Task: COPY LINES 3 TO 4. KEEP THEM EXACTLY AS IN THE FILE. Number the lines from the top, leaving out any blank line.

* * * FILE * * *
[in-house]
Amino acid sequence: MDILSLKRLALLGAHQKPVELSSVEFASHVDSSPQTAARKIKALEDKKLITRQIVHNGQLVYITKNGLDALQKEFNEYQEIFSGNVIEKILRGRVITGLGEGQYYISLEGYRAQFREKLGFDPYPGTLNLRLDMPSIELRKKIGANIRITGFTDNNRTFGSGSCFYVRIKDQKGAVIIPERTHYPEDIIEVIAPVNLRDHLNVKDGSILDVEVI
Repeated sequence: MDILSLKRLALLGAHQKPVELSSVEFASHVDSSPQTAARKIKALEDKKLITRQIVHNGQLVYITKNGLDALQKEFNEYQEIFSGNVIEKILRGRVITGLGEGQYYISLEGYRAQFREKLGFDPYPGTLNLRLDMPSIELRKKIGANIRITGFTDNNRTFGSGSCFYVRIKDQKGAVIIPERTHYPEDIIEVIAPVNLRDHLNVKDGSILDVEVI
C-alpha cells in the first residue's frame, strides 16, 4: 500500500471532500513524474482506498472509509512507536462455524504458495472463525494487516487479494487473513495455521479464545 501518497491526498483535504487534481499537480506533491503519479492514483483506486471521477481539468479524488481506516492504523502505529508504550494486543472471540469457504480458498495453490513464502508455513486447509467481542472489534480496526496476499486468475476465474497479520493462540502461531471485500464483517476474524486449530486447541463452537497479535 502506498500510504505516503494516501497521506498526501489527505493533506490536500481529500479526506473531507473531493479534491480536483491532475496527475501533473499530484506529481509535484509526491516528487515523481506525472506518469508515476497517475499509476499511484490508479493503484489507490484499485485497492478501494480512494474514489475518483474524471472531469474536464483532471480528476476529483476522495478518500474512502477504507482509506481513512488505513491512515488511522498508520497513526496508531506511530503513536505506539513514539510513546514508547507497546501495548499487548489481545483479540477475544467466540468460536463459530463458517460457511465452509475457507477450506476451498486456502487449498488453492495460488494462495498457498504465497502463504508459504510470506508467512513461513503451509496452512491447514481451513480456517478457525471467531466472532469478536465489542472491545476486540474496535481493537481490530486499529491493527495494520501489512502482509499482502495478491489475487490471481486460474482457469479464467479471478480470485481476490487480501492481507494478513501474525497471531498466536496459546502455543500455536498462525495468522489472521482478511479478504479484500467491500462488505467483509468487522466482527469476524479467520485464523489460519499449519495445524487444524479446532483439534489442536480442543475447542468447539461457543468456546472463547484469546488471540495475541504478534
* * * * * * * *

Repeated sequence: MDILSLKRLALLGAHQKPVELSSVEFASHVDSSPQTAARKIKALEDKKLITRQIVHNGQLVYITKNGLDALQKEFNEYQEIFSGNVIEKILRGRVITGLGEGQYYISLEGYRAQFREKLGFDPYPGTLNLRLDMPSIELRKKIGANIRITGFTDNNRTFGSGSCFYVRIKDQKGAVIIPERTHYPEDIIEVIAPVNLRDHLNVKDGSILDVEVI
C-alpha cells in the first residue's frame, strides 16, 4: 500500500471532500513524474482506498472509509512507536462455524504458495472463525494487516487479494487473513495455521479464545 501518497491526498483535504487534481499537480506533491503519479492514483483506486471521477481539468479524488481506516492504523502505529508504550494486543472471540469457504480458498495453490513464502508455513486447509467481542472489534480496526496476499486468475476465474497479520493462540502461531471485500464483517476474524486449530486447541463452537497479535 502506498500510504505516503494516501497521506498526501489527505493533506490536500481529500479526506473531507473531493479534491480536483491532475496527475501533473499530484506529481509535484509526491516528487515523481506525472506518469508515476497517475499509476499511484490508479493503484489507490484499485485497492478501494480512494474514489475518483474524471472531469474536464483532471480528476476529483476522495478518500474512502477504507482509506481513512488505513491512515488511522498508520497513526496508531506511530503513536505506539513514539510513546514508547507497546501495548499487548489481545483479540477475544467466540468460536463459530463458517460457511465452509475457507477450506476451498486456502487449498488453492495460488494462495498457498504465497502463504508459504510470506508467512513461513503451509496452512491447514481451513480456517478457525471467531466472532469478536465489542472491545476486540474496535481493537481490530486499529491493527495494520501489512502482509499482502495478491489475487490471481486460474482457469479464467479471478480470485481476490487480501492481507494478513501474525497471531498466536496459546502455543500455536498462525495468522489472521482478511479478504479484500467491500462488505467483509468487522466482527469476524479467520485464523489460519499449519495445524487444524479446532483439534489442536480442543475447542468447539461457543468456546472463547484469546488471540495475541504478534